Stealing candy from the baby-faced

You’ve seen the bowls filled with self-serve candies. They frequent all sorts of offices and workplaces around the country.

The Collegian has one.

Unlike most candy bowls, the one here isn’t made of frosted, textured glass, opting instead for red, dollar-store plastic. Unlike the candies that usually fill them, these aren’t inedible.

This bowl doesn’t have candy corn carbon-dated back to the first Halloween, or the sticky strawberry-flavored candies made to look like dome-shaped fruit, or stale M&Ms somehow melted together into one big pile or homemade taffy wrapped in wax paper.

It’s the good stuff, and it’s on co-sports editor Kim Anderson’s desk.

She has a grab bag of individually wrapped snack size candy bars. Most of the ones in her bowl are Snickers. At the expense that I might sound like I’m on the Mars Bar payroll, I love Snickers.

I snagged one. Hungry, having not had breakfast that day, I practically inhaled it.

“Just one more,” I told myself, as I reached around the ever-on-task Kim. I don’t think she would have noticed if I hadn’t reached between her and her phone cord in my haste to get to the bowl.

Dodging her sideways glare, I grabbed another.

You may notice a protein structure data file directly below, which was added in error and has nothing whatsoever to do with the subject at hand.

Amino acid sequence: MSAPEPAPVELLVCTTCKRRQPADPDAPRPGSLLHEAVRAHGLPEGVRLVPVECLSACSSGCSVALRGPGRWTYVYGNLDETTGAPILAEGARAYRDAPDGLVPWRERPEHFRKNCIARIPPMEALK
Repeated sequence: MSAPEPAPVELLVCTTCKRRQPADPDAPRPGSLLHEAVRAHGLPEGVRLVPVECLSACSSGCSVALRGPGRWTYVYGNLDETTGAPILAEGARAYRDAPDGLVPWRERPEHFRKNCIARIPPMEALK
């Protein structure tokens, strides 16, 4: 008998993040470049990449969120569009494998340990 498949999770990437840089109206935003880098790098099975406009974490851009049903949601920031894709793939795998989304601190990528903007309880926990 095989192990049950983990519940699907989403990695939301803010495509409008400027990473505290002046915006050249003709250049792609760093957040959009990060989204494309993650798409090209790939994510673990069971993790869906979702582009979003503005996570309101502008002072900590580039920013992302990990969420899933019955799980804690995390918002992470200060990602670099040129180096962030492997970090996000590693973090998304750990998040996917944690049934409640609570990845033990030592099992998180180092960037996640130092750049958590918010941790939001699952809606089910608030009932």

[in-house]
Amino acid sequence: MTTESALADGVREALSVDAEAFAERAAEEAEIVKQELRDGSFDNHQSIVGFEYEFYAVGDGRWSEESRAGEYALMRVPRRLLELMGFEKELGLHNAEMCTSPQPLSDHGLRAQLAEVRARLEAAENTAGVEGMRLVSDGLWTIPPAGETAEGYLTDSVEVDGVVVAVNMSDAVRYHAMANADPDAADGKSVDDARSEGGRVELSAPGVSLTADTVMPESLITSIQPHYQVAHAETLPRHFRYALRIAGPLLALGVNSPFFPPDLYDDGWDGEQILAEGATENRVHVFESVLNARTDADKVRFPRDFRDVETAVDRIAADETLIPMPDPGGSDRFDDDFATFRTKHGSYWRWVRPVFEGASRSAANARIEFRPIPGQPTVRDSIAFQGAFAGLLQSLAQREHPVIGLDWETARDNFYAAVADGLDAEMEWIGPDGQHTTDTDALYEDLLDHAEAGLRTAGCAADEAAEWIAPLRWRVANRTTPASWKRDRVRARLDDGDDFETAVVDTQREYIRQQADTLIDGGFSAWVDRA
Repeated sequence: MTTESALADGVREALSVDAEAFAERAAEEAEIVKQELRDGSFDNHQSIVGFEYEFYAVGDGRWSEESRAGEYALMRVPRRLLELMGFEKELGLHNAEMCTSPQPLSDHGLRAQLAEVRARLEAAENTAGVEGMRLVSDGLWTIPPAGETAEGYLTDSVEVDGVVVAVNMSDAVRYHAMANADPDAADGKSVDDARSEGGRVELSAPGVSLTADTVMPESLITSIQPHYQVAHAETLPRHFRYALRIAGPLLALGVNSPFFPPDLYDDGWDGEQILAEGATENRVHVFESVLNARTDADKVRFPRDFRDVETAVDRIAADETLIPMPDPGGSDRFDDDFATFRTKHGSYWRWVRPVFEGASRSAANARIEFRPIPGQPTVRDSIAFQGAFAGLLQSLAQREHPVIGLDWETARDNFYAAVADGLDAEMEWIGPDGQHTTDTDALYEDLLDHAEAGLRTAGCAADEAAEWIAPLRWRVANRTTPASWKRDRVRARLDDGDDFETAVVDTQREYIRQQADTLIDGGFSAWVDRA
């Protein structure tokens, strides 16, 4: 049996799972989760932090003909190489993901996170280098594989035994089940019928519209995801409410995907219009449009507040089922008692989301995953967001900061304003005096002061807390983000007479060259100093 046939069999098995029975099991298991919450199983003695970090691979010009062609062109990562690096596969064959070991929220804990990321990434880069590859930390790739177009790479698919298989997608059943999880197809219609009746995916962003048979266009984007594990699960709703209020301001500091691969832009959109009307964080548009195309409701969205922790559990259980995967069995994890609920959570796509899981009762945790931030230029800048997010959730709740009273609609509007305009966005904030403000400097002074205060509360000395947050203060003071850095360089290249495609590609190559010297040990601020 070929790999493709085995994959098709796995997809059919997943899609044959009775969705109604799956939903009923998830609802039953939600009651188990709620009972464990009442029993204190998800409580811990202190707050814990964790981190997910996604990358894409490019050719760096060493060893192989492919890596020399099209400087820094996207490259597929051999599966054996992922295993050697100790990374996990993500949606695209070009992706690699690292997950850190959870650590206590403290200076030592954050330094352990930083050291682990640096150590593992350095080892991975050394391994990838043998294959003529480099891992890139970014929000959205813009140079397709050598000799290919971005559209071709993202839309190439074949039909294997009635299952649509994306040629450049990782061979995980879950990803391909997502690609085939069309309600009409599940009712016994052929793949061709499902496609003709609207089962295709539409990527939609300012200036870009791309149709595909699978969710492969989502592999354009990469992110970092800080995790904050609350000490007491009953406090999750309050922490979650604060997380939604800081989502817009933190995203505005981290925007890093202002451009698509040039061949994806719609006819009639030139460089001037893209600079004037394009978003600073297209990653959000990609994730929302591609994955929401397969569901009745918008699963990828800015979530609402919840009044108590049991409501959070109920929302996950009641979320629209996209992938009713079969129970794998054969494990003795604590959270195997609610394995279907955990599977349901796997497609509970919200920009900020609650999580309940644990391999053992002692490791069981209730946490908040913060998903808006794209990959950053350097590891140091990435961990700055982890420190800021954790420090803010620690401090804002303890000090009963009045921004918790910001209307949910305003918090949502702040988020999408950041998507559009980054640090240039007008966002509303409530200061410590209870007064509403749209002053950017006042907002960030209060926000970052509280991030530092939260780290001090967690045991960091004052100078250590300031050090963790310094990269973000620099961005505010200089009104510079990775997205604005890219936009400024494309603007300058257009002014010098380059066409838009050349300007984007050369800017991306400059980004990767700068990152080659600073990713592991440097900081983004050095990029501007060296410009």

“I don’t mind you having a few,” she said, looking at me in a way that said she minded if I had a few. “Just don’t take all of them.”

Feeling a little guilty, I put it back in the bowl. Really, I tossed it over her head, where it hit her monitor and rebounded onto the desk beside the bowl.

“Not after you’ve touched it,” she said, raising her voice just a little. “Just take it.”

I put up some show of shock and disdain. And then I take the still-sealed candy back. I eat it, a little slower this time. I think I even remembered to take off the wrapper.

I avoid even looking in the direction of the bowl until half an hour later, when she leaves for whatever reason. I happen to glance back, and I see it, beckoning me.

Hastily, so nobody else around notices, I grab just one more, carefully peeling off the wrapper in such a way that it doesn’t draw attention. I look around, making sure nobody sees my last deceit.

Opening up the wrapper, I put the chocolate goodness in my mouth, prepared to savor it for some time.

But something’s wrong. No peanuts. No caramel. Just fluffy, inconsequential, greyish filling.

I look down at the wrapper, and know terror for the first time in my life.

3 Musketeers.

Last time I steal from her bowl.

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